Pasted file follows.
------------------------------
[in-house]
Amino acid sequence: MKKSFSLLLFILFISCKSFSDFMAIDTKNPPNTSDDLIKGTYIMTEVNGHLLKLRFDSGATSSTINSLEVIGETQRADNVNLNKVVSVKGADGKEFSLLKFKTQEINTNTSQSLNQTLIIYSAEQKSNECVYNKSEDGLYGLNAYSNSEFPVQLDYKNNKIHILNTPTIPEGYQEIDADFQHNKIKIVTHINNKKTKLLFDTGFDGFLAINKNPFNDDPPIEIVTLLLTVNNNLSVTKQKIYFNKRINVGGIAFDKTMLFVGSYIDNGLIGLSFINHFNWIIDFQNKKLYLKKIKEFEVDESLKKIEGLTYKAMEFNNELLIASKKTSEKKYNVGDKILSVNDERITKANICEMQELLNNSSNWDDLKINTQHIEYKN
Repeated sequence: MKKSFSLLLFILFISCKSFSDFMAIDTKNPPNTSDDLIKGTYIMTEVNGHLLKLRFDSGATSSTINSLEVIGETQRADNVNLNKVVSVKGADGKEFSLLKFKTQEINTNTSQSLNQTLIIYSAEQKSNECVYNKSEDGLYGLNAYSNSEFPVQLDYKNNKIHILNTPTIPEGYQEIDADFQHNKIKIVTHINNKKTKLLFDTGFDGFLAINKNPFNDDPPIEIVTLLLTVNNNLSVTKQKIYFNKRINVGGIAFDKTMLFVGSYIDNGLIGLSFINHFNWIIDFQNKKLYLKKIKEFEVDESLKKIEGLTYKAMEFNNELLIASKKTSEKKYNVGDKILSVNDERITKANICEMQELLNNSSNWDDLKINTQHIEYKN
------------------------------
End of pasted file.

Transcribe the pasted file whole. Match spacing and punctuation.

[in-house]
Amino acid sequence: MKKSFSLLLFILFISCKSFSDFMAIDTKNPPNTSDDLIKGTYIMTEVNGHLLKLRFDSGATSSTINSLEVIGETQRADNVNLNKVVSVKGADGKEFSLLKFKTQEINTNTSQSLNQTLIIYSAEQKSNECVYNKSEDGLYGLNAYSNSEFPVQLDYKNNKIHILNTPTIPEGYQEIDADFQHNKIKIVTHINNKKTKLLFDTGFDGFLAINKNPFNDDPPIEIVTLLLTVNNNLSVTKQKIYFNKRINVGGIAFDKTMLFVGSYIDNGLIGLSFINHFNWIIDFQNKKLYLKKIKEFEVDESLKKIEGLTYKAMEFNNELLIASKKTSEKKYNVGDKILSVNDERITKANICEMQELLNNSSNWDDLKINTQHIEYKN
Repeated sequence: MKKSFSLLLFILFISCKSFSDFMAIDTKNPPNTSDDLIKGTYIMTEVNGHLLKLRFDSGATSSTINSLEVIGETQRADNVNLNKVVSVKGADGKEFSLLKFKTQEINTNTSQSLNQTLIIYSAEQKSNECVYNKSEDGLYGLNAYSNSEFPVQLDYKNNKIHILNTPTIPEGYQEIDADFQHNKIKIVTHINNKKTKLLFDTGFDGFLAINKNPFNDDPPIEIVTLLLTVNNNLSVTKQKIYFNKRINVGGIAFDKTMLFVGSYIDNGLIGLSFINHFNWIIDFQNKKLYLKKIKEFEVDESLKKIEGLTYKAMEFNNELLIASKKTSEKKYNVGDKILSVNDERITKANICEMQELLNNSSNWDDLKINTQHIEYKN